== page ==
In networks, many metrics have well-defined upper and lower boundaries as well. For example, a node could minimally have no neighbours and thus its \(k_i = 0\); or maximally, it could be connected to all other nodes such that \(k_i = N-1\). In the case of the average pathlength, the smallest value it can take is \(l = 1\), if the network is a complete graph. The longest possible (connected) graph is a path graph, whose average pathlength is \(l = \frac{1}{3}(N+1)\). The pathlength of disconnected networks is infinite but their global efficiency can be calculated. Global efficiency is minimal, \(E = 0\), in the case of an empty graph (a network with no links) and it is maximal, \(E = 1\), for complete graphs. These boundaries and their corresponding graphical configurations are the natural landmarks that help us evaluate whether a network has a short pathlength (large efficiency) or long (small efficiency).

Boundaries and limits
Figure 2: Network metrics have well-defined boundaries and practical limits which serve as landmarks for the interpretation of the empirical magnitudes without the need of null-models. Here shown an example for the average pathlength and the global efficiency in two networks. The boundaries are marked as red lines. The limits of \(l\) and \(E\) for the corresponding size \(N\) and links \(L\) are shown as green arrows. Shaded areas represent forbiden areas, that is, ranges of pathlength and efficiency that cannot be achieved by any network with same \(N\) and \(L\) as the empirical network.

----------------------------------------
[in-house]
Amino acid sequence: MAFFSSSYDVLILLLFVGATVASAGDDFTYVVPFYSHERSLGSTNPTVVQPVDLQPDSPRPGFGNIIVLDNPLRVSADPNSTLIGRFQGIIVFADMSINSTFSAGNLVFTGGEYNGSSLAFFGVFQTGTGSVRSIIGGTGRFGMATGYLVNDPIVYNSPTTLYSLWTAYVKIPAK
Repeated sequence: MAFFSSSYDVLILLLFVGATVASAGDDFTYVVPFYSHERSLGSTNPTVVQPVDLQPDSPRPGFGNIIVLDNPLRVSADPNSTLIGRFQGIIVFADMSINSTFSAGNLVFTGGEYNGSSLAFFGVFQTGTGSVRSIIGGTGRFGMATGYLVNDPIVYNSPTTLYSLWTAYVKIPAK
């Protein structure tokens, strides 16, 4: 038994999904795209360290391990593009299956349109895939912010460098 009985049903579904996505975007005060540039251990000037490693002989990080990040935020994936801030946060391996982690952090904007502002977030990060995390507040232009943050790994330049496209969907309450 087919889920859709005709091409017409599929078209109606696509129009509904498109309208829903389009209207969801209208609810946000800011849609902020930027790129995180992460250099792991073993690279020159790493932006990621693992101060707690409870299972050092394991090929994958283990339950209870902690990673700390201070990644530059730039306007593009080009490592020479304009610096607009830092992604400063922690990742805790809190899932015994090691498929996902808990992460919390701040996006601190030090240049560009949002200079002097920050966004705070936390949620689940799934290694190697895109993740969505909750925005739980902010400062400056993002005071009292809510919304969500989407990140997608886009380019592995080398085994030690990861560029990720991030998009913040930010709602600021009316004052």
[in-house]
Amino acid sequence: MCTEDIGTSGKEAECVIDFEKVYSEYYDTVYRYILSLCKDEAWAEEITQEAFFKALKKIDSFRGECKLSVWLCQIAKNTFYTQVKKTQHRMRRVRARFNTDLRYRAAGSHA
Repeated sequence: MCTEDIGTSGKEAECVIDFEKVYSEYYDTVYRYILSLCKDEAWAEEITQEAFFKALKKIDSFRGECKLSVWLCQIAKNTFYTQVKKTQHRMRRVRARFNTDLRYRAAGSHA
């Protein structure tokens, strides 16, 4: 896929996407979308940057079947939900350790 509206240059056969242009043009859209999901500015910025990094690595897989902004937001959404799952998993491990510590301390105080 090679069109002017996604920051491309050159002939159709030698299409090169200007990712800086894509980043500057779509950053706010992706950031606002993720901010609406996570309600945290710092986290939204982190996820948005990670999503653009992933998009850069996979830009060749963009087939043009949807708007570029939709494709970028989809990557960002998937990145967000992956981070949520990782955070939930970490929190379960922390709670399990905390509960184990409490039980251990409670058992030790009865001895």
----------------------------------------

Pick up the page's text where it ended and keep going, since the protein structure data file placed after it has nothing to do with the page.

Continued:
Now, we also have to acknowledge that, in occasions, the upper and the lower bounds could represent impractical solutions. For example, I just mentioned that the boundaries for the pathlength and for the global efficiency are characterised by empty graphs, complete graphs and path graphs. These configurations can only happen for specific combinations of \(N\) and \(L\) so, what happens with networks of arbitrary size and density? In those cases, there is no need to invoke null-models for help. Instead, what we really need is to identify the limits of the pathlength and efficiency for given \(N\) and \(L\), and use those limits in combination with the boundaries as references to  make the judgements.

Identifying the practical limits for all network metrics can be a difficult challenge but it is a necessary effort the community should face. In Zamora-López & Brasselet (2019) we could identify the upper and the lower limits of the average pathlength and of the global efficiency for (di)graphs of any arbitrary combination of \(N\) and \(L\). Barmpoutis and Murray (2011) accomplished the same for the betweeness centrality, the radius and the diameter of graphs. I am sure that completing the list of graph metrics with known analytical limits will help the field to achieve more transparent and more accurate interpretations, and will help restrict the use of null-models for those situations and questions for which they are truly helpful.

Concluding …

I have tried to expose why the popular workflows to analysing networks overstates the use of null-models. I hope the following take-home messages became clear:

  1. Data analysis is all about asking questions to the data. Every network metric (absolute, expectation or relative) serves the purpose to answer a given but different question.